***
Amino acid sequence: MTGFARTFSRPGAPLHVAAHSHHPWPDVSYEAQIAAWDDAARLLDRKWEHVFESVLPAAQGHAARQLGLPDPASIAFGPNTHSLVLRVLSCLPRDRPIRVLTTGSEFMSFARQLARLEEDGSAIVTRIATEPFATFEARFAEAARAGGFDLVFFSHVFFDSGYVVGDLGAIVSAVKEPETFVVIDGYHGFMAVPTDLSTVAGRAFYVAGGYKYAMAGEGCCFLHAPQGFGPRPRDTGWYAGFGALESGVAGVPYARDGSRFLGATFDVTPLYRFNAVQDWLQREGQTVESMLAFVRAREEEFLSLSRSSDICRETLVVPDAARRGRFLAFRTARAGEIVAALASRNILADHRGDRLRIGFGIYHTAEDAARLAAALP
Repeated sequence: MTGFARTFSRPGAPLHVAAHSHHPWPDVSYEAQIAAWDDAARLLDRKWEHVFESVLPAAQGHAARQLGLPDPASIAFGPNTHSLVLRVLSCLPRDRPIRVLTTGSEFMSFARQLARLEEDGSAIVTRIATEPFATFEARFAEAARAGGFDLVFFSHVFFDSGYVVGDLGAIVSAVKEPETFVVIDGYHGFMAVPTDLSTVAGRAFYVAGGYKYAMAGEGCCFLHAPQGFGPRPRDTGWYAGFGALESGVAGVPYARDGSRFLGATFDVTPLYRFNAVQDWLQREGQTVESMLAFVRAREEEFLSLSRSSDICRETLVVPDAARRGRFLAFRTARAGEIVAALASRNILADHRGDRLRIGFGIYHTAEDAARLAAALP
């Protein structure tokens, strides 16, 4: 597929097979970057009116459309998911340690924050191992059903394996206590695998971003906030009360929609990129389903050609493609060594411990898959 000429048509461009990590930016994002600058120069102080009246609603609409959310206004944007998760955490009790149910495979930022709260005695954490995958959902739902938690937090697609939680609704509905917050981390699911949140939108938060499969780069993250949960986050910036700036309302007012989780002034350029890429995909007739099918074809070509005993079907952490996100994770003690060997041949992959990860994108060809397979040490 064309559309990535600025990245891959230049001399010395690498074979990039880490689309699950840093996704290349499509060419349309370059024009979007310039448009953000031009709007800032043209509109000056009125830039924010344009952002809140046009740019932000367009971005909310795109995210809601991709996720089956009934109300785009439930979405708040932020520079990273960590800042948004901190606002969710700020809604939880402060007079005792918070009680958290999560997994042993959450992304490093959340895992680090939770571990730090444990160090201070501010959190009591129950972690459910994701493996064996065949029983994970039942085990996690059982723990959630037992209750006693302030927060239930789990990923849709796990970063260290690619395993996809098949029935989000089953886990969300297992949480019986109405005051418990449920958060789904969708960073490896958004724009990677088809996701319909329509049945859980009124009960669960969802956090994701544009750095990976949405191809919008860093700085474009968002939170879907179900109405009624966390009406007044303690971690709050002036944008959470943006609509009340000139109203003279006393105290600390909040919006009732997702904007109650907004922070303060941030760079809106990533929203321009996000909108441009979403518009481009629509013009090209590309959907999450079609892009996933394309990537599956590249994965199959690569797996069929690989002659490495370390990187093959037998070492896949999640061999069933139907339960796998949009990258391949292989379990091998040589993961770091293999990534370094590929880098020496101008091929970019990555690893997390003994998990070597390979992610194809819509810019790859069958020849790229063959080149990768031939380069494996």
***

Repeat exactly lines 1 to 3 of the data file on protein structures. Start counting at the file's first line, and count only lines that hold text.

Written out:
Amino acid sequence: MTGFARTFSRPGAPLHVAAHSHHPWPDVSYEAQIAAWDDAARLLDRKWEHVFESVLPAAQGHAARQLGLPDPASIAFGPNTHSLVLRVLSCLPRDRPIRVLTTGSEFMSFARQLARLEEDGSAIVTRIATEPFATFEARFAEAARAGGFDLVFFSHVFFDSGYVVGDLGAIVSAVKEPETFVVIDGYHGFMAVPTDLSTVAGRAFYVAGGYKYAMAGEGCCFLHAPQGFGPRPRDTGWYAGFGALESGVAGVPYARDGSRFLGATFDVTPLYRFNAVQDWLQREGQTVESMLAFVRAREEEFLSLSRSSDICRETLVVPDAARRGRFLAFRTARAGEIVAALASRNILADHRGDRLRIGFGIYHTAEDAARLAAALP
Repeated sequence: MTGFARTFSRPGAPLHVAAHSHHPWPDVSYEAQIAAWDDAARLLDRKWEHVFESVLPAAQGHAARQLGLPDPASIAFGPNTHSLVLRVLSCLPRDRPIRVLTTGSEFMSFARQLARLEEDGSAIVTRIATEPFATFEARFAEAARAGGFDLVFFSHVFFDSGYVVGDLGAIVSAVKEPETFVVIDGYHGFMAVPTDLSTVAGRAFYVAGGYKYAMAGEGCCFLHAPQGFGPRPRDTGWYAGFGALESGVAGVPYARDGSRFLGATFDVTPLYRFNAVQDWLQREGQTVESMLAFVRAREEEFLSLSRSSDICRETLVVPDAARRGRFLAFRTARAGEIVAALASRNILADHRGDRLRIGFGIYHTAEDAARLAAALP
């Protein structure tokens, strides 16, 4: 597929097979970057009116459309998911340690924050191992059903394996206590695998971003906030009360929609990129389903050609493609060594411990898959 000429048509461009990590930016994002600058120069102080009246609603609409959310206004944007998760955490009790149910495979930022709260005695954490995958959902739902938690937090697609939680609704509905917050981390699911949140939108938060499969780069993250949960986050910036700036309302007012989780002034350029890429995909007739099918074809070509005993079907952490996100994770003690060997041949992959990860994108060809397979040490 064309559309990535600025990245891959230049001399010395690498074979990039880490689309699950840093996704290349499509060419349309370059024009979007310039448009953000031009709007800032043209509109000056009125830039924010344009952002809140046009740019932000367009971005909310795109995210809601991709996720089956009934109300785009439930979405708040932020520079990273960590800042948004901190606002969710700020809604939880402060007079005792918070009680958290999560997994042993959450992304490093959340895992680090939770571990730090444990160090201070501010959190009591129950972690459910994701493996064996065949029983994970039942085990996690059982723990959630037992209750006693302030927060239930789990990923849709796990970063260290690619395993996809098949029935989000089953886990969300297992949480019986109405005051418990449920958060789904969708960073490896958004724009990677088809996701319909329509049945859980009124009960669960969802956090994701544009750095990976949405191809919008860093700085474009968002939170879907179900109405009624966390009406007044303690971690709050002036944008959470943006609509009340000139109203003279006393105290600390909040919006009732997702904007109650907004922070303060941030760079809106990533929203321009996000909108441009979403518009481009629509013009090209590309959907999450079609892009996933394309990537599956590249994965199959690569797996069929690989002659490495370390990187093959037998070492896949999640061999069933139907339960796998949009990258391949292989379990091998040589993961770091293999990534370094590929880098020496101008091929970019990555690893997390003994998990070597390979992610194809819509810019790859069958020849790229063959080149990768031939380069494996």